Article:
Kevin McCarthy elected Republican U.S. House speaker

Republicans' weaker-than-expected performance in November's midterm elections left them with a narrow 222-212 majority
Republicans' weaker-than-expected performance in November's midterm elections left them with a narrow 222-212 majority

McCarthy's victory brought an end to the deepest congressional dysfunction in over 160 years

Published

Republican Kevin McCarthy was elected speaker of the U.S. House of Representatives early on Saturday.

The 57-year-old Californian suffered one final humiliation when Representative Matt Gaetz withheld his vote on the 14th ballot as midnight approached, prompting a scuffle in which fellow Republican Mike Rogers had to be physically pulled away.

Republican Kevin McCarthy was elected speaker of the U.S. House of Representatives early on Saturday.
Republican Kevin McCarthy was elected speaker of the U.S. House of Representatives early on Saturday.

McCarthy's victory in the 15th ballot brought an end to the deepest congressional dysfunction in over 160 years. But it sharply illustrated the difficulties that he will face in leading a narrow and deeply polarised majority.

He won at last on a margin of 216-212. He was able to be elected with the votes of fewer than half the House members only because six in his own party withheld their votes - not backing McCarthy as leader, but also not voting for another contender.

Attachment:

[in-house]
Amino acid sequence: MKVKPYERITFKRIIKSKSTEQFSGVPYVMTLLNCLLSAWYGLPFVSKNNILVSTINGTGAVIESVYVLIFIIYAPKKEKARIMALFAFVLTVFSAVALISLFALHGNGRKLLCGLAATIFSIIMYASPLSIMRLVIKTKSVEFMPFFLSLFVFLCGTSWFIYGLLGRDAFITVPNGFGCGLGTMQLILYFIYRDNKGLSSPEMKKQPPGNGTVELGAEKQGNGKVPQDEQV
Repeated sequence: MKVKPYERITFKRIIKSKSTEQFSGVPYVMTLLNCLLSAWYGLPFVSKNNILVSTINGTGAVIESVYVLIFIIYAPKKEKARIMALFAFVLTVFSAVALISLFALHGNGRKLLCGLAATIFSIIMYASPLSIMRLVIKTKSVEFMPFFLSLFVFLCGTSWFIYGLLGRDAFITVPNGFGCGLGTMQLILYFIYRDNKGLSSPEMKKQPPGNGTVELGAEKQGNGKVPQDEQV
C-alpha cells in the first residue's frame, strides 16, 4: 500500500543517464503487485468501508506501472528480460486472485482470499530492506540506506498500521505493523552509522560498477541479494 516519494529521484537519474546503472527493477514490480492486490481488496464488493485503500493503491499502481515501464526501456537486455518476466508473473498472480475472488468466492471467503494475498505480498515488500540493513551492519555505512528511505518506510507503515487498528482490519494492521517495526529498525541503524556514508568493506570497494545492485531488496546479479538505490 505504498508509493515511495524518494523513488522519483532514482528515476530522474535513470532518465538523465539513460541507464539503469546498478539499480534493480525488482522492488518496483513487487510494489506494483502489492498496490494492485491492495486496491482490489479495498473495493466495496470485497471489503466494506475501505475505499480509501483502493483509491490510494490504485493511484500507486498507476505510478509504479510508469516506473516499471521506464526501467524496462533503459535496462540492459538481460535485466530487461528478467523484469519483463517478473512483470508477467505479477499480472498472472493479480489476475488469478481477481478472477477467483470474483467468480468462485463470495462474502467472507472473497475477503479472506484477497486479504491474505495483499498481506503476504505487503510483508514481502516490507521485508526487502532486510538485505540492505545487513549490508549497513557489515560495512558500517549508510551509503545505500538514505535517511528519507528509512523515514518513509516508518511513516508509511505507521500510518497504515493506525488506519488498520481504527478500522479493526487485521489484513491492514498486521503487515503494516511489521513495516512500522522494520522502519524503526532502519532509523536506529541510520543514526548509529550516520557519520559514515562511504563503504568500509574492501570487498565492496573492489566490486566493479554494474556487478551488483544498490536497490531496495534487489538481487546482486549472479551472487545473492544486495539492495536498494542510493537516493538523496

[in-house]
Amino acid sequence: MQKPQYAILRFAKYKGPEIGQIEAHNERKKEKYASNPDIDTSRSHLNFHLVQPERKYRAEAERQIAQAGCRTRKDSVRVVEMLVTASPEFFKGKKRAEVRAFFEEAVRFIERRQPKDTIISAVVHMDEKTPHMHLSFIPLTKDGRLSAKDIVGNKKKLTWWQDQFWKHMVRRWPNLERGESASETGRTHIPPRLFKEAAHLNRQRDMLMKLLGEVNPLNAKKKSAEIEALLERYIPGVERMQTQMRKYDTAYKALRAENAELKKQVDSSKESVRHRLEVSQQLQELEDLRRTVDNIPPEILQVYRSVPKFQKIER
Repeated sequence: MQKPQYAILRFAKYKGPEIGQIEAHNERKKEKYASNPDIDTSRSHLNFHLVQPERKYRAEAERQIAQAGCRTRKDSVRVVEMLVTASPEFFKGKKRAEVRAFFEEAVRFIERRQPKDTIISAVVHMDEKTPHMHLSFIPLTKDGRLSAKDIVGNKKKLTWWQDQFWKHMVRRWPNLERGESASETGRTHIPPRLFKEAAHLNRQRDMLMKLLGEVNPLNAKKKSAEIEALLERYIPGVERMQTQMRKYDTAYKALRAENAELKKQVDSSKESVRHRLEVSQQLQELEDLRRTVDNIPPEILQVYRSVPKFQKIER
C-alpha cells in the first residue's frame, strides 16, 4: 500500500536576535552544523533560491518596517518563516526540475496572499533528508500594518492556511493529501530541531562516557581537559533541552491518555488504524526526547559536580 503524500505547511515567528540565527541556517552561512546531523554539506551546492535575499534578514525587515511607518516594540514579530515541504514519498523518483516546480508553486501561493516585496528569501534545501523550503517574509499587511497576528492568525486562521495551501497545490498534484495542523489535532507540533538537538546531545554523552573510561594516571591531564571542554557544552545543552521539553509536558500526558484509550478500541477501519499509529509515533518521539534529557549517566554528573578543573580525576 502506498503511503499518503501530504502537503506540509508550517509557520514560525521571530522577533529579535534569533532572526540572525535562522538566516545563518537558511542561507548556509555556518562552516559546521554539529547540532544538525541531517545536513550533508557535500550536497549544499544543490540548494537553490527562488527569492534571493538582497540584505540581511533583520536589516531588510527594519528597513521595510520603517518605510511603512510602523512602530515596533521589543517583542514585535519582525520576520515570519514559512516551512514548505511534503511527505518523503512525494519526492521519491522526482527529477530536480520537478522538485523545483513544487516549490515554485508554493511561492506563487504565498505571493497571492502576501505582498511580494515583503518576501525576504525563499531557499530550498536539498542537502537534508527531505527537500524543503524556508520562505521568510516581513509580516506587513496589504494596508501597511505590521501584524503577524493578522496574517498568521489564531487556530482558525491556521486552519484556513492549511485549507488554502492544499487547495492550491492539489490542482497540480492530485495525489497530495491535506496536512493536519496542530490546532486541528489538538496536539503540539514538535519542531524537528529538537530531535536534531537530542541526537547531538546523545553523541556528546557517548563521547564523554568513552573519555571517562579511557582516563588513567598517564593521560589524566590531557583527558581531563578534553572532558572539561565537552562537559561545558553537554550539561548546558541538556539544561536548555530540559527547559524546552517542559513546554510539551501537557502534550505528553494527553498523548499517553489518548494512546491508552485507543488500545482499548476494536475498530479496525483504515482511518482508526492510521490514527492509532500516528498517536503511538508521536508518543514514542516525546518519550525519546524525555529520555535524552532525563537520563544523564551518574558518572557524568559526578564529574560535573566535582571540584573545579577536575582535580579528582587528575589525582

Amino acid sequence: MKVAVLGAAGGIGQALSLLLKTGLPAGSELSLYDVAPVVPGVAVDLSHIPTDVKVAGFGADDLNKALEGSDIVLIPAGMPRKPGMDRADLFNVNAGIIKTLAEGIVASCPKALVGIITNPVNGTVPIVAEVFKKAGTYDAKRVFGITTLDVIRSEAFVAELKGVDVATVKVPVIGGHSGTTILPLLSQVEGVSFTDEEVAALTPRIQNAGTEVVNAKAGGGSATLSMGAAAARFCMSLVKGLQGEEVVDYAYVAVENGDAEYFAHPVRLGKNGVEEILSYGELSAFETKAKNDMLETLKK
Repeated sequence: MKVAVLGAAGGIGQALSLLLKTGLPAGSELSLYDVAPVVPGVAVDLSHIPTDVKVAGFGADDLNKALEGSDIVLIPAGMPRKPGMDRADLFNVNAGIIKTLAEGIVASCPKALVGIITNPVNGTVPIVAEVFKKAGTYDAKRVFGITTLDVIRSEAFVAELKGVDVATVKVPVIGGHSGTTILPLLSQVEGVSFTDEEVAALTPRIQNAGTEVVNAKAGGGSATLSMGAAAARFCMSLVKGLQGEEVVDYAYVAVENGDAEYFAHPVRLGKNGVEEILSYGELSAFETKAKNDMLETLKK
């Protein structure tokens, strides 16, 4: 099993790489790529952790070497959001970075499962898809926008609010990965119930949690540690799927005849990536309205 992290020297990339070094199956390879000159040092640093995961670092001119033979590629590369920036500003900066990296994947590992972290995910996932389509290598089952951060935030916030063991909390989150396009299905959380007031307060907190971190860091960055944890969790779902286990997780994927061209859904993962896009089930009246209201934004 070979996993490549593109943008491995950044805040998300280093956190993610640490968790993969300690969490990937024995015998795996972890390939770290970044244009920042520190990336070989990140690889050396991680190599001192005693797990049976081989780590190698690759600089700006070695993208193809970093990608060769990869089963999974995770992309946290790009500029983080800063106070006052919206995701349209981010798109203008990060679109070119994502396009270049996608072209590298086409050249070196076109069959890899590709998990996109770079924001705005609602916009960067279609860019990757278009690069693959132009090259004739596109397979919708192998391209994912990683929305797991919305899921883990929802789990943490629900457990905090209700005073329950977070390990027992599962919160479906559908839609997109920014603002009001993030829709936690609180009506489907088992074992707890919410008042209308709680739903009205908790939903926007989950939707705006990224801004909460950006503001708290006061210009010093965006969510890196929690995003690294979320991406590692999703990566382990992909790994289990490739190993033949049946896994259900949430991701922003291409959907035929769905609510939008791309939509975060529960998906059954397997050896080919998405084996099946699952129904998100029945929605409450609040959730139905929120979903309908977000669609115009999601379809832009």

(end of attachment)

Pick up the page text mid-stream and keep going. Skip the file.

"I'm glad that it's over," McCarthy told reporters shortly after the vote.

McCarthy agreed to a demand by hardliners that any lawmaker be able call for his removal at any time. That will sharply cut the power he will hold when trying to pass legislation on critical issues including funding the government, addressing the nation's looming debt ceiling and other crises that may arise.

Matt Gaetz withheld his vote on the 14th ballot as midnight approached.
Matt Gaetz withheld his vote on the 14th ballot as midnight approached.

"We got the things that are transformational," said Republican Representative Ralph Norman, who voted to back McCarthy after opposing him for much of the week.

Republicans' weaker-than-expected performance in November's midterm elections left them with a narrow 222-212 majority, which has given outsized power to the right-wing hardliners who have opposed McCarthy's leadership.

Those concessions, including sharp spending cuts and other curbs on McCarthy's leadership, could point to further turbulence in the months ahead, especially when Congress will need to sign off on a further increase of the United States' $31.4 trillion borrowing authority.